Donnerstag, 20. Dezember 2007

VirtualBox and USB devices

My parents bought a new panasonic camcorder, the software that came with it is Windows only of course. So I tried to get it running in Wine, but the installer didn't get very far before hanging. Next I installed VirtualBox, and installing the video software in a Windows 2000 hosted on VirtualBox worked just fine.

Unfortunately, Windows didn't see the camera's SD card that was attached via a USB adapter. Some googling showed that USB support in VirtualBox is broken in Gutsy. Here are the steps to get it working:

  1. Edit /etc/init.d/ as root
  2. , then activate the commented lines for making /proc/bus/usb work:

    mkdir -p /dev/bus/usb/.usbfs
    domount usbfs "" /dev/bus/usb/.usbfs -obusmode=0700,devmode=0600,listmode=0644
    ln -s .usbfs/devices /dev/bus/usb/devices
    mount --rbind /dev/bus/usb /proc/bus/usb

  3. Save the file and run the script via sudo /etc/init.d/

  4. Edit /etc/fstab as root and add a line:

    none /proc/bus/usb usbfs devgid=XXXX,devmode=664 0 0

    where XXXX is the gid for group vboxusers as defined in /etc/group

  5. Save the file, then activate the changed configuration via sudo mount -a

When you start VirtualBox now, a USB controller can be activated in the settings for each virtual machine.

Mittwoch, 5. Dezember 2007

KNetworkManager doesn't support KPPP

I've convinced my parents (mostly my father) that it would be easier for them to have Kubuntu on their new laptop than Vista. They'll have to learn a new user interface anyway, but Kubuntu makes support for me much easiear (especially since I've learnt about the desktop sharing feature of NX).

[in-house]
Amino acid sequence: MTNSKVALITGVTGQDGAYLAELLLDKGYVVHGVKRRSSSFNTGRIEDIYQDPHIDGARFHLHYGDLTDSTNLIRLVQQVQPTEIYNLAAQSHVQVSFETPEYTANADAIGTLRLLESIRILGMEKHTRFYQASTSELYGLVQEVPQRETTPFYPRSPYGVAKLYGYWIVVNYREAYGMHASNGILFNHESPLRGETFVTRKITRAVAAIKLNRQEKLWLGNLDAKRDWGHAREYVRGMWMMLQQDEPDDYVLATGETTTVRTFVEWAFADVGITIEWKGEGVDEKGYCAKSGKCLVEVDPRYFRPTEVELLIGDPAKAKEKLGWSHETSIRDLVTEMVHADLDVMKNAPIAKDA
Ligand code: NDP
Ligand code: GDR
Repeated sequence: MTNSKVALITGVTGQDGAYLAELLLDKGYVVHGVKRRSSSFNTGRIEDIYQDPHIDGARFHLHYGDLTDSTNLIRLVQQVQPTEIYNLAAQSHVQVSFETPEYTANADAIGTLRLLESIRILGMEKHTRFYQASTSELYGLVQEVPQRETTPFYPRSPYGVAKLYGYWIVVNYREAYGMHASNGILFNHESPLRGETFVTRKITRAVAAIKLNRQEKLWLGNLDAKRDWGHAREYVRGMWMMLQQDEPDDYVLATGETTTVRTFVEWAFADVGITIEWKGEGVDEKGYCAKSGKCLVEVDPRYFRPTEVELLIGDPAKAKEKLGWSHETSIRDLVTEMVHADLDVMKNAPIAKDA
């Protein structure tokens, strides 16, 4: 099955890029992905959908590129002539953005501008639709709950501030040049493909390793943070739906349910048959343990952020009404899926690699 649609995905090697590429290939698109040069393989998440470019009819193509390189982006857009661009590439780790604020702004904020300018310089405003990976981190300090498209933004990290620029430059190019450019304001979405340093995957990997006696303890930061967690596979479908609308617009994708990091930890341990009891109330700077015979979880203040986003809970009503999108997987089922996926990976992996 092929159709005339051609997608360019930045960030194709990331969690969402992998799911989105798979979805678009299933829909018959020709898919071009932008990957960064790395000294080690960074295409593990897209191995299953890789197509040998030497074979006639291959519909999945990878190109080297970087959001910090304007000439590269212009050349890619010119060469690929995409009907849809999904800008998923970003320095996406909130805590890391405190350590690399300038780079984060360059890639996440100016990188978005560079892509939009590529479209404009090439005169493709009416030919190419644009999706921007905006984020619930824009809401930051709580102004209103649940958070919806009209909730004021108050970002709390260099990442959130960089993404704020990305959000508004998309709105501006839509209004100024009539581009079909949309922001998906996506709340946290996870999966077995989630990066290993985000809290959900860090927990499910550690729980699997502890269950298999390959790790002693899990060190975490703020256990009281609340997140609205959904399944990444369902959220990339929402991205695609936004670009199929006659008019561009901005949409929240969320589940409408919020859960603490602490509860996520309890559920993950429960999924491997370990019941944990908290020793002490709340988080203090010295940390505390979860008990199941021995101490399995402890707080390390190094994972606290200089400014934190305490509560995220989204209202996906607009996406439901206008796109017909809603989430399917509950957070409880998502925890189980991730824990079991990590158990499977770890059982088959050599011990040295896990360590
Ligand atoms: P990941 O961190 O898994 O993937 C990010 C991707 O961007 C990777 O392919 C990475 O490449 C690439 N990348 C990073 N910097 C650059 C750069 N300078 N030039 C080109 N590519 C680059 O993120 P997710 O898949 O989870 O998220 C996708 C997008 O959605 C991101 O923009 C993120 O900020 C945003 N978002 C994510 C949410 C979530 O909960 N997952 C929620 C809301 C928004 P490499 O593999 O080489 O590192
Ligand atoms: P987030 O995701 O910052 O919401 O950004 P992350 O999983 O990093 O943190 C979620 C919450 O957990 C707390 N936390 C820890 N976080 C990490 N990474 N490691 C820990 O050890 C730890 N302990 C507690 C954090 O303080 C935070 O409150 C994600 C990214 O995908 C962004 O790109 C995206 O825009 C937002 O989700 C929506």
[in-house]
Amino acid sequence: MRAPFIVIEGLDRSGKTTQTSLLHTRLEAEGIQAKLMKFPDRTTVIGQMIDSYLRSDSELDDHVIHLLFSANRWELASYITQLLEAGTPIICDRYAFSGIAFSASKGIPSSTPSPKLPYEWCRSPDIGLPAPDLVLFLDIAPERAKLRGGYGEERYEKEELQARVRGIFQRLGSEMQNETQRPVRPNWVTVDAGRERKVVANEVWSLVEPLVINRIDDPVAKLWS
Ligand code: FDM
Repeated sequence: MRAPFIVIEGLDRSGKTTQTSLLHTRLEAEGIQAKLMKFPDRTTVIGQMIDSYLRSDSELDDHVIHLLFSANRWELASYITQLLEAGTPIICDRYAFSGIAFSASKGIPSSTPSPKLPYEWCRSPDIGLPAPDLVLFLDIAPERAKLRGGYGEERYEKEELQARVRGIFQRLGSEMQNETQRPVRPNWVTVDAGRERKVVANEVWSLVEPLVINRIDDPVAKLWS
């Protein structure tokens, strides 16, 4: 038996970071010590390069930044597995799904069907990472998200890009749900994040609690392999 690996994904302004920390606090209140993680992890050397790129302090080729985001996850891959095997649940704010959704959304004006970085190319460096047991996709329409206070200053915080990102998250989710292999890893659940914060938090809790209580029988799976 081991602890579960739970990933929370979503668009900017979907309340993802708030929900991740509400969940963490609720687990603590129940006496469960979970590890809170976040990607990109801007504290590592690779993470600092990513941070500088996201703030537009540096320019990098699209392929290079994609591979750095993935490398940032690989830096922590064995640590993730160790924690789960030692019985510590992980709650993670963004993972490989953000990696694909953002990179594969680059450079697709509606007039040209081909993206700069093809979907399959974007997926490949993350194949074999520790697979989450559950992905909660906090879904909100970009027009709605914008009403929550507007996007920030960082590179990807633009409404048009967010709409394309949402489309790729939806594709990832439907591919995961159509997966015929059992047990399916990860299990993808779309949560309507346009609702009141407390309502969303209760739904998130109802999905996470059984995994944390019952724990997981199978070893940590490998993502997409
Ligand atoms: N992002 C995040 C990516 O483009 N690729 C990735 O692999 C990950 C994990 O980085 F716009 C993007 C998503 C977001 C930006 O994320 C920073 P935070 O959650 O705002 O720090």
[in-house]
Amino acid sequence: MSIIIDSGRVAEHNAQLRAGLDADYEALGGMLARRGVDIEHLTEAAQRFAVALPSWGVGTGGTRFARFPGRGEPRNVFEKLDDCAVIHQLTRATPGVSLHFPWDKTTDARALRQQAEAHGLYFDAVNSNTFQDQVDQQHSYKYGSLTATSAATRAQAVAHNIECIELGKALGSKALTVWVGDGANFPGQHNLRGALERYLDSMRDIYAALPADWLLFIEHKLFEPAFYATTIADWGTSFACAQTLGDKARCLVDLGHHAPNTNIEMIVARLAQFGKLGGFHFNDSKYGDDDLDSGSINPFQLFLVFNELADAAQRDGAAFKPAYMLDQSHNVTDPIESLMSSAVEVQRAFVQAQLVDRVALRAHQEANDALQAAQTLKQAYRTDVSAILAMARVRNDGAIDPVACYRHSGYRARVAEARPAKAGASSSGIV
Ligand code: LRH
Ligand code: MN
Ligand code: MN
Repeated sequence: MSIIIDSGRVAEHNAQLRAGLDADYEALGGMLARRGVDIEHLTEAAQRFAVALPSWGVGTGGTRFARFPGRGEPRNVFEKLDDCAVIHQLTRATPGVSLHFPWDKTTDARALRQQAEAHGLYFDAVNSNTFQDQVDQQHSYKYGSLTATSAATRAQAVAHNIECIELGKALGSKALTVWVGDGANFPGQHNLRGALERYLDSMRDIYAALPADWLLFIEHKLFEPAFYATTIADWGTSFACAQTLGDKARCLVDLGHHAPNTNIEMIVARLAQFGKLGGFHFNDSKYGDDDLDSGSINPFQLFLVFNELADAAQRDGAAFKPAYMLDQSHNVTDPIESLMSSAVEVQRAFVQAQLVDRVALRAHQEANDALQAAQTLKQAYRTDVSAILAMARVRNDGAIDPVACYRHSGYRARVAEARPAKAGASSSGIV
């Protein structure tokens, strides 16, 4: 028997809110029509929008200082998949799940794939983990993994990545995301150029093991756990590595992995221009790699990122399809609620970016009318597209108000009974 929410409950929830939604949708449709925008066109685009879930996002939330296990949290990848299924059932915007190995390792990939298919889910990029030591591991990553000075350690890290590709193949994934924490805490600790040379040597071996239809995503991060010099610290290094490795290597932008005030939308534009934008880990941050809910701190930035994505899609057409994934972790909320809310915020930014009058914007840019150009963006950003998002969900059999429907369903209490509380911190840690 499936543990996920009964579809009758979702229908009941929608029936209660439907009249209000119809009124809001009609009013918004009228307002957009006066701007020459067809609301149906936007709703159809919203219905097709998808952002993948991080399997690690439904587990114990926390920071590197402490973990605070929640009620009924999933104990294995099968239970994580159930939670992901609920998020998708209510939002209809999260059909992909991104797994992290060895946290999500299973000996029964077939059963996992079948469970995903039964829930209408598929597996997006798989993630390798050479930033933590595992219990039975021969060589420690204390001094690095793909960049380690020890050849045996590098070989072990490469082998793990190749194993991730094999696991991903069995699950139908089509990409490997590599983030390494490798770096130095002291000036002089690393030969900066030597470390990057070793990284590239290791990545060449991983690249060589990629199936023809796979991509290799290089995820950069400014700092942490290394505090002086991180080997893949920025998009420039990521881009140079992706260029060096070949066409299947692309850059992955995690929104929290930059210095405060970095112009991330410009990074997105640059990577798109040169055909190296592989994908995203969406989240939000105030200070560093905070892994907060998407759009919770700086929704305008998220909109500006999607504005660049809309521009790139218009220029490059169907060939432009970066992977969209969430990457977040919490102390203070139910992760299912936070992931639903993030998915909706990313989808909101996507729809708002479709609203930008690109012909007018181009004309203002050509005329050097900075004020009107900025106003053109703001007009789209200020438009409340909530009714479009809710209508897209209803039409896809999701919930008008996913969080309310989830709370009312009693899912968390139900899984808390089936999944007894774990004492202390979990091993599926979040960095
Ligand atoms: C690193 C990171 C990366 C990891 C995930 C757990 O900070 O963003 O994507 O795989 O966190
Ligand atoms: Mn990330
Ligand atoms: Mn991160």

So I've ordered a trusty Dell Inspiron 6400n like my wife has, but this time with Ubuntu 7.04 preinstalled. Installation of Kubuntu 7.10 went smoothly, thanks to Dell's Ubuntu support even the internal modem is supported by a restricted driver.

But when using KPPP for making an internet connection, I was not able to brwose the internet using konqueror. Firefox did work, so I set it up as default internet browser.

But some days later my father found out that he couldn't receive any mails in KMail, though checking with the web frontend I saw he had new mails. There was no error message in KMail, it just said there were no new mails.

Some googling later I found a bug report and knew that KDE software like Konqueror and KMail rely on KNetworkManager to check wether they are in online or offline mode. When it works, it's a great feature. Unfortunately it doesn't work with some weird WLAN setups -- and with KPPP!

The easiest solution to get around this is to simpy quit KNetworkManager -- and make sure it doesn't automatically come up again on the next start.